Characteristics of Included Reviews

Ten out of the thirty-three publications (i.e. 23 peer reviewed articles and 10 reports from grey literature) were classified as systematic reviews, all the peer-reviewed articles were published in health-related journals, and the majority of articles either took a global perspective or focused on low and middle-income countries. Despite the wide time range specified for inclusion (1994–2014), the oldest gender focused review selected was published in 2003 and the oldest human rights focused review article was published in 2011. More specific characteristics of the included review articles are presented below and outlined in tables that are available as supporting information to this manuscript (S1 and S2 Tables).

What’s the state of the research?

Based on the findings of the review the following section identifies research foci and gaps in order to inform research priority setting in relation to developing effective interventions and approaches to address gender equality and human rights within sexual and reproductive health programmes and policies. Results are broken down by key themes, such as research topic, location, target population, outcomes, and other methodological issues.

Research Topics.

Human Rights: Only five review articles specifically assessed the impact of human rights interventions on SRH outcomes. These included interventions targeted at the health facility[810], community[10, 11], and policy[12] levels. Given this dearth of information, the primary topical gap is a lack of explicit focus on human rights interventions in SRH research. Furthermore, the reviews that did exist tended to focus on one or two human rights principles (e.g. participation, empowerment) as against a comprehensive inclusion of human rights interventions in relation to SRH. Furthermore, the review highlights the need to look beyond traditional ‘outcomes’ and to focus more on processes and staggered effects over time. [8]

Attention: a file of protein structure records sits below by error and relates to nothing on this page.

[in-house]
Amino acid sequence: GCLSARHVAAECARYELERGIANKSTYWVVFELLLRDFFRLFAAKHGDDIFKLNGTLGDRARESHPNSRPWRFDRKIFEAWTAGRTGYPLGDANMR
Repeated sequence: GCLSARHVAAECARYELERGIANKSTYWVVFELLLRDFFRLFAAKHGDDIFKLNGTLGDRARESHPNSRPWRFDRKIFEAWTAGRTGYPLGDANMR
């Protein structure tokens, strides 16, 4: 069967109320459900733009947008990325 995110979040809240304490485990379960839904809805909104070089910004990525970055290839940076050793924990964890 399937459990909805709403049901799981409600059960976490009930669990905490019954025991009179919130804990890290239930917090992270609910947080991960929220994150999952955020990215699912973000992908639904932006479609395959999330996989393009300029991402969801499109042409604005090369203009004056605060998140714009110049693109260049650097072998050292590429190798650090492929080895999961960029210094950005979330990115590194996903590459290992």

Gender equality: The majority of articles (N = 29) represented reviews of gender-equality focused interventions. These reviews most frequently assessed impact of gender equality or human rights on HIV outcomes (N = 18), followed by other SRH outcomes such as FP (N = 7), gender-based violence (N = 8), and maternal health (N = 6). The gender equality interventions focused on male involvement, women’s empowerment, addressing gender roles—such as those relating to communication and decision-making, and biomedical interventions addressing gender-based barriers to SRH (e.g. female-controlled HIV prevention methods). Several reviews examined whether strategies reinforced (i.e. perpetuated unequal gender relations), accommodated (i.e. took into account men and women’s unequal roles and power but did not change them) or were transformative (i.e. attempted to change unequal gender power relations and norms)[1315]. Reviews also indicated that gender-equality interventions in this area have ranged from those that focused on structural factors such as community gender norms to others that focused on interpersonal gender power relations reflected in couple’s communication.

Intersection of Gender and Human Rights: While it is assumed that implicitly, interventions that address gender inequalities de facto are addressing some human rights concerns and vice versa, few reviews explicitly addressed both gender inequalities and human rights. One of the five human rights focused reviews examined interventions specifically designed to promote FP demand and access using rights-based approaches, and also included an intervention to address inequitable gender norms[10]. Similarly, three reviews of gender-equality focused interventions were explicitly stated to be addressing human rights by framing interventions to address gender-based violence (GBV) or gender-barriers to FP as human rights issues[1618].